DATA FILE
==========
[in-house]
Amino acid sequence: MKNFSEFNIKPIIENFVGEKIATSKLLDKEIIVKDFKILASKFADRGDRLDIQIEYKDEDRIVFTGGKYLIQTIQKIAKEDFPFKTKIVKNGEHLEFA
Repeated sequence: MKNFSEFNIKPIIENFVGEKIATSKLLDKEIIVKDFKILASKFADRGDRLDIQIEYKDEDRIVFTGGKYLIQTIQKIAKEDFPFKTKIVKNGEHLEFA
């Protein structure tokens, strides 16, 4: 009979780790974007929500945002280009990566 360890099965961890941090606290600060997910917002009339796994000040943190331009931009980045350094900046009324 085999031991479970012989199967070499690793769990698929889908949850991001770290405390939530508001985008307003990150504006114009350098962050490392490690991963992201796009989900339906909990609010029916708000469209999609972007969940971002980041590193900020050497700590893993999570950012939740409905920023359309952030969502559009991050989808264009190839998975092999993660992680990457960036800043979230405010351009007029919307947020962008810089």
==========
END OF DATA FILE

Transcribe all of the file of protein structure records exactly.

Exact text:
[in-house]
Amino acid sequence: MKNFSEFNIKPIIENFVGEKIATSKLLDKEIIVKDFKILASKFADRGDRLDIQIEYKDEDRIVFTGGKYLIQTIQKIAKEDFPFKTKIVKNGEHLEFA
Repeated sequence: MKNFSEFNIKPIIENFVGEKIATSKLLDKEIIVKDFKILASKFADRGDRLDIQIEYKDEDRIVFTGGKYLIQTIQKIAKEDFPFKTKIVKNGEHLEFA
């Protein structure tokens, strides 16, 4: 009979780790974007929500945002280009990566 360890099965961890941090606290600060997910917002009339796994000040943190331009931009980045350094900046009324 085999031991479970012989199967070499690793769990698929889908949850991001770290405390939530508001985008307003990150504006114009350098962050490392490690991963992201796009989900339906909990609010029916708000469209999609972007969940971002980041590193900020050497700590893993999570950012939740409905920023359309952030969502559009991050989808264009190839998975092999993660992680990457960036800043979230405010351009007029919307947020962008810089």